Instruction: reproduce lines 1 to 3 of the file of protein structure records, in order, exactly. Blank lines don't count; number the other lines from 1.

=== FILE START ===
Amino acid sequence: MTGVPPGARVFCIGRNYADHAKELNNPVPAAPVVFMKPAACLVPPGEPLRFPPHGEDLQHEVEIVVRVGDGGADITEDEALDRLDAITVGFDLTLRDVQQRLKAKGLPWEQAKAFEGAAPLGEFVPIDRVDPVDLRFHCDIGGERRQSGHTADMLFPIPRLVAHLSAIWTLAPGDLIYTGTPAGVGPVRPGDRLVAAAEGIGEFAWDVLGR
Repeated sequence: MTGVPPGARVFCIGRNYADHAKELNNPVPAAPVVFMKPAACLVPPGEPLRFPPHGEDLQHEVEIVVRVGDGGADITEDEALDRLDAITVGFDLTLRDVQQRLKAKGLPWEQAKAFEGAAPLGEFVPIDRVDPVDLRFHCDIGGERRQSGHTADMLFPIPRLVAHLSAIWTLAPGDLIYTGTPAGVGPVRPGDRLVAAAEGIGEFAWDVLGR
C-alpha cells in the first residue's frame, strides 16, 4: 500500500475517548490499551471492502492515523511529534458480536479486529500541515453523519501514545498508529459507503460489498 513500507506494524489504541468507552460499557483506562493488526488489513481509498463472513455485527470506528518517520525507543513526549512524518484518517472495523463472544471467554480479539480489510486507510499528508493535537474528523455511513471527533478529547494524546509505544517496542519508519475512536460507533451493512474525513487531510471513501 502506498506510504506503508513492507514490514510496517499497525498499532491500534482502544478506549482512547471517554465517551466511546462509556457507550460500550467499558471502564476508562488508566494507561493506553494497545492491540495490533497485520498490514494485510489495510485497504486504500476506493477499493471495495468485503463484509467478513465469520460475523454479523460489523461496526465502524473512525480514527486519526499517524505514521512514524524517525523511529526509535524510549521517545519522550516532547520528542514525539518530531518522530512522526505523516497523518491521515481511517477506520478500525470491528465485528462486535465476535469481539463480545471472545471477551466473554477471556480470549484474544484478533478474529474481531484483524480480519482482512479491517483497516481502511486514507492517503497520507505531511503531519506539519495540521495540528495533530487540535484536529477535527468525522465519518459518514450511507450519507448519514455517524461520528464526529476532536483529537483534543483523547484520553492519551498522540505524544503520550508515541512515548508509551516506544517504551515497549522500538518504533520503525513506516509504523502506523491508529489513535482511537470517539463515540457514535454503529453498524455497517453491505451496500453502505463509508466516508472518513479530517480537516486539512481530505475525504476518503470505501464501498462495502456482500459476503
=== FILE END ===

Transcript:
Amino acid sequence: MTGVPPGARVFCIGRNYADHAKELNNPVPAAPVVFMKPAACLVPPGEPLRFPPHGEDLQHEVEIVVRVGDGGADITEDEALDRLDAITVGFDLTLRDVQQRLKAKGLPWEQAKAFEGAAPLGEFVPIDRVDPVDLRFHCDIGGERRQSGHTADMLFPIPRLVAHLSAIWTLAPGDLIYTGTPAGVGPVRPGDRLVAAAEGIGEFAWDVLGR
Repeated sequence: MTGVPPGARVFCIGRNYADHAKELNNPVPAAPVVFMKPAACLVPPGEPLRFPPHGEDLQHEVEIVVRVGDGGADITEDEALDRLDAITVGFDLTLRDVQQRLKAKGLPWEQAKAFEGAAPLGEFVPIDRVDPVDLRFHCDIGGERRQSGHTADMLFPIPRLVAHLSAIWTLAPGDLIYTGTPAGVGPVRPGDRLVAAAEGIGEFAWDVLGR
C-alpha cells in the first residue's frame, strides 16, 4: 500500500475517548490499551471492502492515523511529534458480536479486529500541515453523519501514545498508529459507503460489498 513500507506494524489504541468507552460499557483506562493488526488489513481509498463472513455485527470506528518517520525507543513526549512524518484518517472495523463472544471467554480479539480489510486507510499528508493535537474528523455511513471527533478529547494524546509505544517496542519508519475512536460507533451493512474525513487531510471513501 502506498506510504506503508513492507514490514510496517499497525498499532491500534482502544478506549482512547471517554465517551466511546462509556457507550460500550467499558471502564476508562488508566494507561493506553494497545492491540495490533497485520498490514494485510489495510485497504486504500476506493477499493471495495468485503463484509467478513465469520460475523454479523460489523461496526465502524473512525480514527486519526499517524505514521512514524524517525523511529526509535524510549521517545519522550516532547520528542514525539518530531518522530512522526505523516497523518491521515481511517477506520478500525470491528465485528462486535465476535469481539463480545471472545471477551466473554477471556480470549484474544484478533478474529474481531484483524480480519482482512479491517483497516481502511486514507492517503497520507505531511503531519506539519495540521495540528495533530487540535484536529477535527468525522465519518459518514450511507450519507448519514455517524461520528464526529476532536483529537483534543483523547484520553492519551498522540505524544503520550508515541512515548508509551516506544517504551515497549522500538518504533520503525513506516509504523502506523491508529489513535482511537470517539463515540457514535454503529453498524455497517453491505451496500453502505463509508466516508472518513479530517480537516486539512481530505475525504476518503470505501464501498462495502456482500459476503